CBA Posts $9.9b Profit
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The Commonwealth Bank has given dividends a boost to keep shareholders happy amid the concerns of the money laundering scandal. At the same time the bank has revealed it is looking at selling its troublesome insurance arm, while it is going to buy the remaining 20% of Aussie home Loans that it doesn’t already own.
The bank revealed this morning that it will pay a final of $2.30 a share, up from $2.20 a share a year ago.
Coupled with the higher interim of $1.99 a share ($1.98 a share), the CBA’s total payout for the year will be a record $4.29 a share or 75% of net profit after tax.
It is the one way the bank has of meeting concerns from its 800,000 shareholders within Australia that the scandal is going to cost them income when a fine is eventually levied by regulators after the looming Federal Court hearing of the action brought by the cash monitoring agency, Austrac.
The bank reported a record net profit of $9.928 billion for the year to June, about what the market had been expecting and up 8%.
That was struck on a 1% rise in revenue to $44.9 billion for the year, indicating that the bank managed to fatten profit margins in a year when many analysts had thought that would not happen. That improvement in margins came despite a 3 cents fall in the bank’s net interest margin to 2.11% (or 2.11 cents in the dollar).
In a comment with the statement, embattled CEO, Ian Narev said “Commonwealth Bank’s performance this year has again contributed to the financial wellbeing of our customers, shareholders, our people and the Australian economy. This is the result of our consistent focus on customer satisfaction, innovation and financial strength.”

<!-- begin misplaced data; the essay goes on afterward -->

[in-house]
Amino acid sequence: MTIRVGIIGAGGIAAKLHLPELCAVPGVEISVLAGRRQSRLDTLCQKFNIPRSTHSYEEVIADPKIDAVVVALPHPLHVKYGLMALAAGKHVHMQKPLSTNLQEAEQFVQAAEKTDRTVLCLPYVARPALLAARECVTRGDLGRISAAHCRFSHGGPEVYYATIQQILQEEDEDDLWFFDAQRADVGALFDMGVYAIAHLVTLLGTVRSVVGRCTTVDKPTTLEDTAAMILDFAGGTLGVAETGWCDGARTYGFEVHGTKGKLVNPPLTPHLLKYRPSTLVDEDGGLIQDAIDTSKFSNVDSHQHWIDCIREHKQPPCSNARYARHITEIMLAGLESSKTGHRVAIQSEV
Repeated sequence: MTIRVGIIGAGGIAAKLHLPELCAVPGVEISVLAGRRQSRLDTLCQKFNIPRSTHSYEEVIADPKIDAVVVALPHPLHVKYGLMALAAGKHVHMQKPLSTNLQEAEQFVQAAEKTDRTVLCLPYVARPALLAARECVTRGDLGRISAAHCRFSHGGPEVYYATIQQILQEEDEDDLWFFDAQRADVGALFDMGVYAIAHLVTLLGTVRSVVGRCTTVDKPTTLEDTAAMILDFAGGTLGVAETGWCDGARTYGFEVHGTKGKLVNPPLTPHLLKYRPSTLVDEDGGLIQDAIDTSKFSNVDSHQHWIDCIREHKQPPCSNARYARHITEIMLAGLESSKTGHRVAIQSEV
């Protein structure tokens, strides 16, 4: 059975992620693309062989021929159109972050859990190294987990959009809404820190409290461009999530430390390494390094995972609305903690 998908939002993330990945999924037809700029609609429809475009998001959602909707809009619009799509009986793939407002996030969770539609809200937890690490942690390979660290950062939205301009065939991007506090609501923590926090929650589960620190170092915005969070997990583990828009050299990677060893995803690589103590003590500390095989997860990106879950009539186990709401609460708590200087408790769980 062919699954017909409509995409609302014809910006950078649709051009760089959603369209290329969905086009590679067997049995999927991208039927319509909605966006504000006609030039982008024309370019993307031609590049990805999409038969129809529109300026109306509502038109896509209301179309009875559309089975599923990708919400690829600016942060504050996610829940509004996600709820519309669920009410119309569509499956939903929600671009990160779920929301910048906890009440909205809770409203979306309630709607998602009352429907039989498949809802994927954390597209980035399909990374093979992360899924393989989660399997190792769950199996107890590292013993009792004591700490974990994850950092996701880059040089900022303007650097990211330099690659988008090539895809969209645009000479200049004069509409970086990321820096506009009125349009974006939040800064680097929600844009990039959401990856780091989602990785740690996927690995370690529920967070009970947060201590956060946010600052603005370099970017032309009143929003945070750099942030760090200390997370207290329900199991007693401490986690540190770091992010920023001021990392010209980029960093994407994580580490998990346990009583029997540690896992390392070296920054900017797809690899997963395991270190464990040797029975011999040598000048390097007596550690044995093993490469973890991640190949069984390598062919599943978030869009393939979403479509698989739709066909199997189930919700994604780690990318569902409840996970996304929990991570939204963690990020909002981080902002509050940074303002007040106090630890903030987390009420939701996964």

And the bank also revealed a shake up in its structure;
"We are in discussions with third parties in relation to their potential interest in our life insurance businesses in Australia and New Zealand. The outcome of those discussions is uncertain. While the discussions may lead to the divestment of those businesses, we will also consider a full range of alternatives, including retaining the businesses, reinsurance arrangements or other strategic options,” directors said this morning.
And John Symond is to end his long associated with the CBA and his Aussie Home Loans company.
"On 4 August 2017, John Symond exercised his put option which will require us to acquire the remaining 20% interest in Aussie Home Loans (AHL). The purchase price will be determined in accordance with the terms agreed in 2012 and the purchase consideration will be paid in the issue of CBA shares. We will consolidate AHL from completion of the acquisition which is currently expected to be in late August 2017. "
Glenn Dyer has been a finance journalist and TV producer for more than 40 years. He has worked at Maxwell Newton Publications, Queensland Newspapers, AAP, The Australian Financial Review, The Nine Network and Crikey.
At the AFR he was a finance writer, Finance Editor, News Editor and Chief of Staff. At the Nine Network he was supervising producer of Business Sunday for more than 16 years. He has also written for other online and analogue print publications here and overseas.